If you are trying to find the reason why your enterprise struggles to transform itself while everyone admits that it’s a vital need, don’t look further than your accounting department.
No. Your accountants are not incompetent, nor your CFO. That’s the very nature of the rules they apply and enforce that’s going to make you hit the wall.
Let’s start with a widely shared acknowledgement : business struggle to make the most of their intangible assets and is not better at developing them. Bad luck : they represent 80% of their valuation. The consequence is well known : ROA back to 25% of what it was in 1965 while, at the same time, productivity has increased. In other words : the growth engine was not connected to the right tank and the transmission is broken.
Aware of the situation, businesses initiated many programs aiming at fixing this : collaboration, innovation, KM, motivation, engagement, enterprise social networks. With questionable results.
Changing the body and keeping the engine is not the solution
There are two reasons to that. First one is that despite of these programs it was hard to change the logic of day to day operations : arbitration between two options, resource allocation, activity prioritization. Changing the body was not enough : the engine was still turning and working the same way. The second one was more strategic : change had to be decided and sufficiently funded. That’s why many projects ended stillborn because of lack of foreseeable ROI or started but failed because of lack of means.
All these points have something in common : what the project owner (and often many people in the company) see as an investment ends in a less flattering cell when the project is examined closely with an accounting perspective. What’s supposed to be an investment becomes an expense, an asset becomes of risk etc.
Being angry at those who make decisions and arbitrations is useless. They apply universal accounting rules. Rules that were worked out at a time when what matters today was of little importance, rules that don’t reflect the actual value of things today.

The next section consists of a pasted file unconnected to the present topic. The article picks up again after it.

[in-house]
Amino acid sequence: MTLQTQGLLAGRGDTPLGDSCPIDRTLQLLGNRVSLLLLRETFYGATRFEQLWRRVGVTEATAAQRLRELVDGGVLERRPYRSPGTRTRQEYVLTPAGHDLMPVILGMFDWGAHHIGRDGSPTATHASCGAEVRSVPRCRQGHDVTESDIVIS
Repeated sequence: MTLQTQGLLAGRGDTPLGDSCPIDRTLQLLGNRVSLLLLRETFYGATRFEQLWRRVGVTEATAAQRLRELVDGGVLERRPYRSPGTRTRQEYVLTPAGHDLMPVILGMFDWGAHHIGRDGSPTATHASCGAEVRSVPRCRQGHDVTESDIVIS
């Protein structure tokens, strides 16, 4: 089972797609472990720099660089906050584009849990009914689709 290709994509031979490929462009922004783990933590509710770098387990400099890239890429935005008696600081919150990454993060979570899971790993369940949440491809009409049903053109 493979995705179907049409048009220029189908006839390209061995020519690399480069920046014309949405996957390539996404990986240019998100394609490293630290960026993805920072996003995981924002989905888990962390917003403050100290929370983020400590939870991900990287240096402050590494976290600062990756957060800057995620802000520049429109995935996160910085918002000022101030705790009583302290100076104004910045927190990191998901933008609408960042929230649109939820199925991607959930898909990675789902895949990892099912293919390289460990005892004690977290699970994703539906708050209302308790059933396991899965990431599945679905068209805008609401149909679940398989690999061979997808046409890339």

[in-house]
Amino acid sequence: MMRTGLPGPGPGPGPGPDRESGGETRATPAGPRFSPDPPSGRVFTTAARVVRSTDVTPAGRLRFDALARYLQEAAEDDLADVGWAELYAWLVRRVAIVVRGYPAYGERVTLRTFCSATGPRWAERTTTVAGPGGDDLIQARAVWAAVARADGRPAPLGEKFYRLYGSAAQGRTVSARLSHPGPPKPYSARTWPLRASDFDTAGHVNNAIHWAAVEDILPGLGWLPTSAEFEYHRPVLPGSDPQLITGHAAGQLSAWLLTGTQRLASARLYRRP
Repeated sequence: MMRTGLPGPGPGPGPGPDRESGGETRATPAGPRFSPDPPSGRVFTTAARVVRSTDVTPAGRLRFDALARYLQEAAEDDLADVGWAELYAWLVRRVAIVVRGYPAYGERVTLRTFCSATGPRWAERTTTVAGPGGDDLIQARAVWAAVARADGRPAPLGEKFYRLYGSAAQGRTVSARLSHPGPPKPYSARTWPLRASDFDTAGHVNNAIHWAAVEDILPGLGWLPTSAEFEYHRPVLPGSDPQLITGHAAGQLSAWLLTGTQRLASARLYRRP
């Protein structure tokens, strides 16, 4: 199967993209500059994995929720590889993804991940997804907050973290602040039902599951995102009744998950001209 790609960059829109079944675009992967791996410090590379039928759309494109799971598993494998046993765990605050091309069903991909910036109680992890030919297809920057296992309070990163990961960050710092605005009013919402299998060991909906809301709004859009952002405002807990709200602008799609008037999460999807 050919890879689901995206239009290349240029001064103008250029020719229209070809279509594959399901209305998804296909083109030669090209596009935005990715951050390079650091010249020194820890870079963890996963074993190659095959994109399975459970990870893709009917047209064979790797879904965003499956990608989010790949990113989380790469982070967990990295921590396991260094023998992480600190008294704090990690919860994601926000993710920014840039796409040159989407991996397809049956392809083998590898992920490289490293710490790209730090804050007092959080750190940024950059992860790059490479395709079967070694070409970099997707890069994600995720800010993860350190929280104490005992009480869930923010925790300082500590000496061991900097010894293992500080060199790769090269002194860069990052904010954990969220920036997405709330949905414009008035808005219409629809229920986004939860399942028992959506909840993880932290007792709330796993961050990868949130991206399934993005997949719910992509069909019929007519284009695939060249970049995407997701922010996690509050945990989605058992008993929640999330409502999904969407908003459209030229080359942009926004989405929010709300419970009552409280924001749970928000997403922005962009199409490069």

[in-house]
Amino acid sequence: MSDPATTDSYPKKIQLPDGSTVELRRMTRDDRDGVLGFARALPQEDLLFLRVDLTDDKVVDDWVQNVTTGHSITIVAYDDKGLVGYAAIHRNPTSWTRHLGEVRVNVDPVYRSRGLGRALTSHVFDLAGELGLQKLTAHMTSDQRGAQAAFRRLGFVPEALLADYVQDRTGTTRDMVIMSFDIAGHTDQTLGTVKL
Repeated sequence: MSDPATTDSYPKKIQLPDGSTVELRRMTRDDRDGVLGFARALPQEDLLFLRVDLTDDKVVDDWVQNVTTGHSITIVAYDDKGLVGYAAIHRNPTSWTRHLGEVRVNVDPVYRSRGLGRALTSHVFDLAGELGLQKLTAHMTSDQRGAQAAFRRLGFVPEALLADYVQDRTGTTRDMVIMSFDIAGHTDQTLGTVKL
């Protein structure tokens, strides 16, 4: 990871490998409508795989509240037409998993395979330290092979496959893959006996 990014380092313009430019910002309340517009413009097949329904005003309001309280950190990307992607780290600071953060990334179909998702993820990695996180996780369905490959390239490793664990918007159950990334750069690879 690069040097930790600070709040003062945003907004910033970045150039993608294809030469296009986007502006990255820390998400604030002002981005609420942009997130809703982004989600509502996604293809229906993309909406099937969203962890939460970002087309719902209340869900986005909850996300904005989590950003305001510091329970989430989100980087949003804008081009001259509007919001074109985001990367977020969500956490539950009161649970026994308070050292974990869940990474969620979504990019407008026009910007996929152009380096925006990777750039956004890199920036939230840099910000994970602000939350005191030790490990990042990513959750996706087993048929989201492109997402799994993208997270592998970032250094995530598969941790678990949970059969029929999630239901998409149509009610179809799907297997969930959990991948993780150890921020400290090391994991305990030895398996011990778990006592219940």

Accounting measures everything except what you want to do
But when the wrong things are measured and those indicators used to make decisions, there are little chances that wrong decisions are made and that decisions that are compliant with the norm are aberrations when considering the reality. The accounting system adapted to the industrial era to become a powerful management and decision making tool. Those who applied an industrial accounting model to industrial activities made a difference. Those applied a pre-indusrial model to industrial activities died quickly.
And what about those who apply an industrial model to a post industrial era ? I let you find the answer.
Now, when talking about transformation matters we often mention the human side, sense, engagement but never what makes these actions acceptable and measurable over time. A little bit like filling a tank and measuring another : the action is not bad, the measure is.
Smarter companies are companies that count smarter
What stuns me is that, in what we call today enterprise 2.0, social business, collaborative enterprise or whatever, discussions never involve finance or accounting professionals. They’re never invited to share their views, speak at conferences… But if we want to build organizations designed for today’s context we need today’s indicators, not those that worked in the XVIIIe century like those we’re using today.
When the context changes and one wants to make the best possible decisions in this context he builds a new primary basis through which he’ll make and measure decisions.
Businesses won’t transform without a new accounting model. Period. If not, anything related to human capital development won’t be measured and will look like an accounting heresy.
By the way, anyone interested in this matter should have a look at the excellent Smarter Companies blog.